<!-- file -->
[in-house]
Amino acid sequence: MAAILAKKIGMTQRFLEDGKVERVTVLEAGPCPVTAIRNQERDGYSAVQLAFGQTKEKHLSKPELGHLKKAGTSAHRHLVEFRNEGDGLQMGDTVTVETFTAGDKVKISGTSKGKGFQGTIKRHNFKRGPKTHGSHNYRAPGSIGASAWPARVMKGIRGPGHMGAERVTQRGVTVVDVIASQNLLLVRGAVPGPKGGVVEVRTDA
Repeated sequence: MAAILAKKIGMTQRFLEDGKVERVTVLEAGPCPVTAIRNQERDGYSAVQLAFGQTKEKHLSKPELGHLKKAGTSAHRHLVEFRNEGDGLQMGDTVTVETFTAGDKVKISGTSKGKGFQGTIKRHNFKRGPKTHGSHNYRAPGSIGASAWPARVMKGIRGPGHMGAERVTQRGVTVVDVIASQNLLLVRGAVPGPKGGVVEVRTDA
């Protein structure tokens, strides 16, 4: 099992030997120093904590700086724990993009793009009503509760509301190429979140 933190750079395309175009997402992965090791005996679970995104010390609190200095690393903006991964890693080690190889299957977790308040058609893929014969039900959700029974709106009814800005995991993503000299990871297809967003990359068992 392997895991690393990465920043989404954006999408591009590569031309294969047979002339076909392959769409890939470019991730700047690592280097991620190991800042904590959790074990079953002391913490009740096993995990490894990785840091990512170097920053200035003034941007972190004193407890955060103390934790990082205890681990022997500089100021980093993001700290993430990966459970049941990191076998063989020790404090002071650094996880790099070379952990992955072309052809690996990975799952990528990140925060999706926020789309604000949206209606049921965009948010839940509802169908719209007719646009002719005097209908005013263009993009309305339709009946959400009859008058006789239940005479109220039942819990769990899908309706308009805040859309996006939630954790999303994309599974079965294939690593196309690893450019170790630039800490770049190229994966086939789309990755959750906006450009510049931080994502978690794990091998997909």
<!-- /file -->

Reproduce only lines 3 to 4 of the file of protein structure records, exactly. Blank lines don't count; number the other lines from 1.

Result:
Repeated sequence: MAAILAKKIGMTQRFLEDGKVERVTVLEAGPCPVTAIRNQERDGYSAVQLAFGQTKEKHLSKPELGHLKKAGTSAHRHLVEFRNEGDGLQMGDTVTVETFTAGDKVKISGTSKGKGFQGTIKRHNFKRGPKTHGSHNYRAPGSIGASAWPARVMKGIRGPGHMGAERVTQRGVTVVDVIASQNLLLVRGAVPGPKGGVVEVRTDA
């Protein structure tokens, strides 16, 4: 099992030997120093904590700086724990993009793009009503509760509301190429979140 933190750079395309175009997402992965090791005996679970995104010390609190200095690393903006991964890693080690190889299957977790308040058609893929014969039900959700029974709106009814800005995991993503000299990871297809967003990359068992 392997895991690393990465920043989404954006999408591009590569031309294969047979002339076909392959769409890939470019991730700047690592280097991620190991800042904590959790074990079953002391913490009740096993995990490894990785840091990512170097920053200035003034941007972190004193407890955060103390934790990082205890681990022997500089100021980093993001700290993430990966459970049941990191076998063989020790404090002071650094996880790099070379952990992955072309052809690996990975799952990528990140925060999706926020789309604000949206209606049921965009948010839940509802169908719209007719646009002719005097209908005013263009993009309305339709009946959400009859008058006789239940005479109220039942819990769990899908309706308009805040859309996006939630954790999303994309599974079965294939690593196309690893450019170790630039800490770049190229994966086939789309990755959750906006450009510049931080994502978690794990091998997909």